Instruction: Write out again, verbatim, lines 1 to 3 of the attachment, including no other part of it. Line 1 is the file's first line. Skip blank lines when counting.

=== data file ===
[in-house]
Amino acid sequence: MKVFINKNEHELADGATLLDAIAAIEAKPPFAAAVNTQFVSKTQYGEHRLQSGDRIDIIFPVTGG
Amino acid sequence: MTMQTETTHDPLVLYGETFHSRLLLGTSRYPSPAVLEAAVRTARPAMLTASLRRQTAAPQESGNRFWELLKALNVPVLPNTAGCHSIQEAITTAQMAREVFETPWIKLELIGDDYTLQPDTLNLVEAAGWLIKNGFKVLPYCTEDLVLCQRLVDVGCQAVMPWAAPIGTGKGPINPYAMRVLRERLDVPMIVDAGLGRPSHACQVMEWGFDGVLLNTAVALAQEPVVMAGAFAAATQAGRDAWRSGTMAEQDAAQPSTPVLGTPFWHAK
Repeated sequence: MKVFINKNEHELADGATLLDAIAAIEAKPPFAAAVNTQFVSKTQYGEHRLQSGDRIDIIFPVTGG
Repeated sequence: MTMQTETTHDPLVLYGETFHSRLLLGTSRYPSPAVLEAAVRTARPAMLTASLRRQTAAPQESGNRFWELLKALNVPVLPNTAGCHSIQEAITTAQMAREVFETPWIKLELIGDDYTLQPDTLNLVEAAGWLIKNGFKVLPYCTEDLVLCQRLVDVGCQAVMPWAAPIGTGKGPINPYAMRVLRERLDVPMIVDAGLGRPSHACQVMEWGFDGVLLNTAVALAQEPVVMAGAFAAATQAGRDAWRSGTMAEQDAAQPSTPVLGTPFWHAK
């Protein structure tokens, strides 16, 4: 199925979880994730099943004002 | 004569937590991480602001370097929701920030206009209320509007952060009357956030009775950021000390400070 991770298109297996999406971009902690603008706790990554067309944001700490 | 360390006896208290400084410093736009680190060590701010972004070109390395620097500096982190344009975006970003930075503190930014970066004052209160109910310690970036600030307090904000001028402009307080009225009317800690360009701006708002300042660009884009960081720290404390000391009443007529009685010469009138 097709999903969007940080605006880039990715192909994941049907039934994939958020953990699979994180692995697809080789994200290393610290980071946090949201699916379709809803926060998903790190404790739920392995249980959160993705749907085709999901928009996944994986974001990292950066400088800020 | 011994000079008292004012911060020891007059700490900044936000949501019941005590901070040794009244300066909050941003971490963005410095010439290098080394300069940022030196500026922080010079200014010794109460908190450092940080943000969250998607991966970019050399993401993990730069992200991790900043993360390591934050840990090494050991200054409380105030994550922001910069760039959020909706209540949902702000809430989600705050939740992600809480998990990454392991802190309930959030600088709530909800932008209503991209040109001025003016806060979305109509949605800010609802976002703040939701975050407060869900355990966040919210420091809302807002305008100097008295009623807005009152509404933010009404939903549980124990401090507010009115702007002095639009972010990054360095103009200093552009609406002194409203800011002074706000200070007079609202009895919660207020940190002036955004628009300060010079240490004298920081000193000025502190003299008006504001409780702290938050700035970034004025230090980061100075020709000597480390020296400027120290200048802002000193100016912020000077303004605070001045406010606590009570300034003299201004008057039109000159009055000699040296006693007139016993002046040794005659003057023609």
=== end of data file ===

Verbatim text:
[in-house]
Amino acid sequence: MKVFINKNEHELADGATLLDAIAAIEAKPPFAAAVNTQFVSKTQYGEHRLQSGDRIDIIFPVTGG
Amino acid sequence: MTMQTETTHDPLVLYGETFHSRLLLGTSRYPSPAVLEAAVRTARPAMLTASLRRQTAAPQESGNRFWELLKALNVPVLPNTAGCHSIQEAITTAQMAREVFETPWIKLELIGDDYTLQPDTLNLVEAAGWLIKNGFKVLPYCTEDLVLCQRLVDVGCQAVMPWAAPIGTGKGPINPYAMRVLRERLDVPMIVDAGLGRPSHACQVMEWGFDGVLLNTAVALAQEPVVMAGAFAAATQAGRDAWRSGTMAEQDAAQPSTPVLGTPFWHAK